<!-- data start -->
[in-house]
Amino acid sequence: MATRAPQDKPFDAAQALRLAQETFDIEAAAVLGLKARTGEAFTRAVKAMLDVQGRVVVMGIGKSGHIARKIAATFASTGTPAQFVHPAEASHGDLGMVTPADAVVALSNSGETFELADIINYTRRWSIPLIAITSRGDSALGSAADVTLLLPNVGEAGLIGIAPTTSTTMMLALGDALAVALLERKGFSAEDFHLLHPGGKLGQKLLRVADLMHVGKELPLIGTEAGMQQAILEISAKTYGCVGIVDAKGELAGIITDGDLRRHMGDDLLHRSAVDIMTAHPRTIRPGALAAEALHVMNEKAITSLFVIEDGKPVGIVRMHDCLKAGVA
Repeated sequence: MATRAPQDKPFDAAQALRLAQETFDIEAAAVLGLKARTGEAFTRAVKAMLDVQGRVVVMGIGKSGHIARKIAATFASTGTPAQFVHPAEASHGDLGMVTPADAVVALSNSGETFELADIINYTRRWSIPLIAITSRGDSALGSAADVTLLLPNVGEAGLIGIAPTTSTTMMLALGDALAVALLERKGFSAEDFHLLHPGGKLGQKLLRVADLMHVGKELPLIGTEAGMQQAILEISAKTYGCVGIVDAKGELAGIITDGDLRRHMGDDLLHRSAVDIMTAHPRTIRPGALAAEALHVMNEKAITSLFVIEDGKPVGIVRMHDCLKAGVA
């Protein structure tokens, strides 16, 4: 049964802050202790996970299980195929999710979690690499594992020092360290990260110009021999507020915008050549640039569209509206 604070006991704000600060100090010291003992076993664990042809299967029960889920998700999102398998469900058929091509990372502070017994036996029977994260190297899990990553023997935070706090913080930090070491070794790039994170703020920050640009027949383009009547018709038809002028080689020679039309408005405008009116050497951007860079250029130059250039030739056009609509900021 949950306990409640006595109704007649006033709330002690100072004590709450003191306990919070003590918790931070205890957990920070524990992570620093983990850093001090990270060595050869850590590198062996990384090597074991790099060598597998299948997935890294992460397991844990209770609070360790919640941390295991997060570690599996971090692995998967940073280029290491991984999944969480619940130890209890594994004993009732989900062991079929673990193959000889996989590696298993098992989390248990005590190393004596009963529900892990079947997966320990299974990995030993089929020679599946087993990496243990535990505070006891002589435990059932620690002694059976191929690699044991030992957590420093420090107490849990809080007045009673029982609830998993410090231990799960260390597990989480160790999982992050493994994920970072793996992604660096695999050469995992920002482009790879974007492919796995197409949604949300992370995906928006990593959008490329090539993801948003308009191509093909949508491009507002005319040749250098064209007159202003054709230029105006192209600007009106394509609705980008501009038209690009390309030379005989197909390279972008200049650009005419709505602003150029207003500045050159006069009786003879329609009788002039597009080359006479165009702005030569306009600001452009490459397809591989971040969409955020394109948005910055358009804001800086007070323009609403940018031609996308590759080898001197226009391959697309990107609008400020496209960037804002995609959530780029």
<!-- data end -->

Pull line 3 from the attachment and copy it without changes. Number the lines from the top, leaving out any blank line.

Repeated sequence: MATRAPQDKPFDAAQALRLAQETFDIEAAAVLGLKARTGEAFTRAVKAMLDVQGRVVVMGIGKSGHIARKIAATFASTGTPAQFVHPAEASHGDLGMVTPADAVVALSNSGETFELADIINYTRRWSIPLIAITSRGDSALGSAADVTLLLPNVGEAGLIGIAPTTSTTMMLALGDALAVALLERKGFSAEDFHLLHPGGKLGQKLLRVADLMHVGKELPLIGTEAGMQQAILEISAKTYGCVGIVDAKGELAGIITDGDLRRHMGDDLLHRSAVDIMTAHPRTIRPGALAAEALHVMNEKAITSLFVIEDGKPVGIVRMHDCLKAGVA